Vanishing Lake Chad — A Water Crisis in Central Africa
Once the third-largest source of freshwater in Africa, Lake Chad is disappearing according to new satellite images — putting millions of people in four Central African countries at risk of losing their primary water supply.
The vast shallow lake, with a surface area equivalent to Lake Erie only 40 years ago, is now one-twentieth its previous size. The region surrounding the basin continues to suffer from intense, long-standing drought choking-off the lake’s water supply.
Historically, the lake has varied greatly in volume due to its shallow bottom and large surface area. In the dry season, Lake Chad becomes mostly a large marsh, which then recharges on average to a 5 feet (1.5 meters) deep lake with the return of the monsoons. At its documented peak, the lake was only about 23 feet (7 meters) deep.
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The shrinking lake has had a substantial impact on the local populations, as entire communities have switched from a fishing-lifestyle to one of farming and agriculture. Local communities that once ringed the shores of the lake are now isolated villages — miles from water — and these populations have literally begun farming the now-dry lake bottom. Much like the drying of Uzbekistan’s Aral Sea, the impacts are far-reaching and complex.
Jonathon Foley and Michael Coe of the University of Wisconsin, Madison, found that while the drought has caused significant declines in water levels, human factors are mostly to blame for the present levels.
In their paper, published in the Journal of Geophysical Research, Foley and Coe concluded that increased demands on the water resources flowing into the lake, and withdrawals from the lake itself, have prevented Lake Chad from returning to its pre-sixties size.
As the Sahara slowly encroaches on the lake, the local populous has come to depend on the rivers flowing into the basin more and more. The diversion of this water to support a population of some nine million herdsman, farmers and fishermen has exacerbated the effects of drought.
In an interview with National Geographic, Foley warned that “[t]he problem is expected to worsen in the coming years as population and irrigation demands continue to increase. It shows how vulnerable our water resources can be.
“There are enough people in the world now that we need to start planning and looking at fresh water as a finite resource or we’re going to be in trouble. We don’t get any more.”
Plans are in the works to divert water from the Congo River to the River Chari, which flows into Lake Chad, and revitalize the lake. The ambitious project would construct some 60 miles of canals and pump water uphill toward Lake Chad, but it is unclear when the diversion project would begin or who would fund it.
Lake Chad, which lies on the boarders of the African nations of Chad, Cameroon, Niger and Nigeria, supports a vast ecosystem of waterfowl, crocodiles, fish, shore birds, and grazing animals.
The recently released satellite images combined with older images (see graphic) show the desertification occurring in the Lake Chad basin. All images were compiled when the lake was at its seasonal peak.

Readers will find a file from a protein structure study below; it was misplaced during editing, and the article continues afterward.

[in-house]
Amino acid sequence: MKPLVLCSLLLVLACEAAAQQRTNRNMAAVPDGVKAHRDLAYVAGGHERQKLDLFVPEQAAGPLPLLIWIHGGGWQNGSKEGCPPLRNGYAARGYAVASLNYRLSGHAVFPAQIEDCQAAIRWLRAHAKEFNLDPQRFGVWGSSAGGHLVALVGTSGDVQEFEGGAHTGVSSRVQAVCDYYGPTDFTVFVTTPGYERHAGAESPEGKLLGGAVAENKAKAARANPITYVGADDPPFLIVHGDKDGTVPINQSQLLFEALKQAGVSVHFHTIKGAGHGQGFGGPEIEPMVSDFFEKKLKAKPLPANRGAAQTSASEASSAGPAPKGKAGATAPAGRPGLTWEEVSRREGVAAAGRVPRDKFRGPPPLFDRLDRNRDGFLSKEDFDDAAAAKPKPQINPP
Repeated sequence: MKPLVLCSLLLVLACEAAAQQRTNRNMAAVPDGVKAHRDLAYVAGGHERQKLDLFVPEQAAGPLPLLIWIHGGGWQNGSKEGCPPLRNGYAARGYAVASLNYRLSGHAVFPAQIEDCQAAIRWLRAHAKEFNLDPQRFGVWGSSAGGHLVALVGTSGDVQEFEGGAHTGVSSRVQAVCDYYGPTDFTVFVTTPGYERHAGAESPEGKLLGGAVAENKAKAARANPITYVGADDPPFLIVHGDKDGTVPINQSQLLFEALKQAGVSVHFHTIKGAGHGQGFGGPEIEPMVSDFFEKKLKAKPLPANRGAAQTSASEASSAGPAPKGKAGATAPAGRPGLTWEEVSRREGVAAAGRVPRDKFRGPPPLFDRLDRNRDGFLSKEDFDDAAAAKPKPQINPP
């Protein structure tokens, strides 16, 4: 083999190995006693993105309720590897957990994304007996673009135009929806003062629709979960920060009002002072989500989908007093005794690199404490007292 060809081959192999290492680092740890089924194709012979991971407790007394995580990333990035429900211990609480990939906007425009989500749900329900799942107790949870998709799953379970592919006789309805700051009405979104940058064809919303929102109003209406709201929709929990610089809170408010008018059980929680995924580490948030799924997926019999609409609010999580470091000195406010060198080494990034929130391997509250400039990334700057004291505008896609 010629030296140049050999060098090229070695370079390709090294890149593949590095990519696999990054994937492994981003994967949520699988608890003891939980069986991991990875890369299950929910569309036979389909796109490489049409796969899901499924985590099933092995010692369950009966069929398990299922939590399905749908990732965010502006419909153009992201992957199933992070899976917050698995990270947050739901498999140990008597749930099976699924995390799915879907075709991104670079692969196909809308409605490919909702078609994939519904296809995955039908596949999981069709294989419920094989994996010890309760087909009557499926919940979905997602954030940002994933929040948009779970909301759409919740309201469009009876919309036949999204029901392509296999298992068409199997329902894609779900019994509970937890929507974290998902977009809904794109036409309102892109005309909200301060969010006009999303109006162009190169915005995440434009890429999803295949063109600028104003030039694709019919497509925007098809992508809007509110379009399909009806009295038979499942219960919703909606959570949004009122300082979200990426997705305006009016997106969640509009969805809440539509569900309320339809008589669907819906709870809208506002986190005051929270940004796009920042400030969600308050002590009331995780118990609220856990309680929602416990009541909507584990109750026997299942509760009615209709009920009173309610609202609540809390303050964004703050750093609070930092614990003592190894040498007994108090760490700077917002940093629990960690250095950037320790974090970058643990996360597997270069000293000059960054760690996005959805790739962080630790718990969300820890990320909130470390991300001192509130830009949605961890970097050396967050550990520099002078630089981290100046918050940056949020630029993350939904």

References and Additional Resources:
Africa: Atlas of our Changing Environment (UNEP)
EarthShots: Satellite Images of Environmental Change (USGS)
Shrinking African Lake Offers Lesson on Finite Resources (National Geographic)
Slow death of Africa’s Lake Chad (BBC)
Shrinking of Lake Chad: Tale of Human Abuse, Climate Change (Global Policy Forum)
Case study on river management: Lake Chad (WWF)
Circle of Blue’s east coast correspondent based in New York. He specializes on water conflict and the water-food-energy nexus. He previously worked as a political risk analyst covering equatorial Africa’s energy sector, and sustainable development in sub-Saharan Africa. Contact: Cody.Pope@circleofblue.org
I am from Chad but live currently in the States. This issue is very important and needs to be educated to the people of Chad, Niger, Nigeria and Cameroon. We need to do something..if there is anything I can do..anything please email me.
I graduated from SFSU with a International Relations degree. My main goal always is to go back to Africa and make a difference. Anything I can do, I will do.
Please let me know.
The unmentioned factor in Lake Chad’s demise is the gigantic infestation of Typha Australis that is sucking out all the water from the lake and its tributaries. There are literally millions of hectares of this plant, raising the evapotranspiration rate by a factor of more than 4, and silting up lakes and streams until they no longer function. Worldwide, aquatic weeds are a major factor in desertification. Their clearance in Africa would solve many other problems as well (malaria, flooding, Quelea…). The resilience of these weeds makes their control a never ending task. A never ending task requires a profit to sustain it. That profit is available in energy. Typha is an excellent biofuel feedstock, and harvesting it makes an immediate improvement in your water picture. The silt it has built up must also be harvested, and used for soil rehabilitation or to fight coastal erosion. Otherwise, the cleared streams and lakes will still not be really viable. This is a terrifyingly renewable resource that is causing trouble everywhere. When time and money permit, what is being harvested should be checked for fitness for human consumption. Aquatic weeds collect toxins. Otherwise, the infestation in Lake Chad could feed every African a loaf of bread every day. Help me save the world From and With (With and From) cattails.
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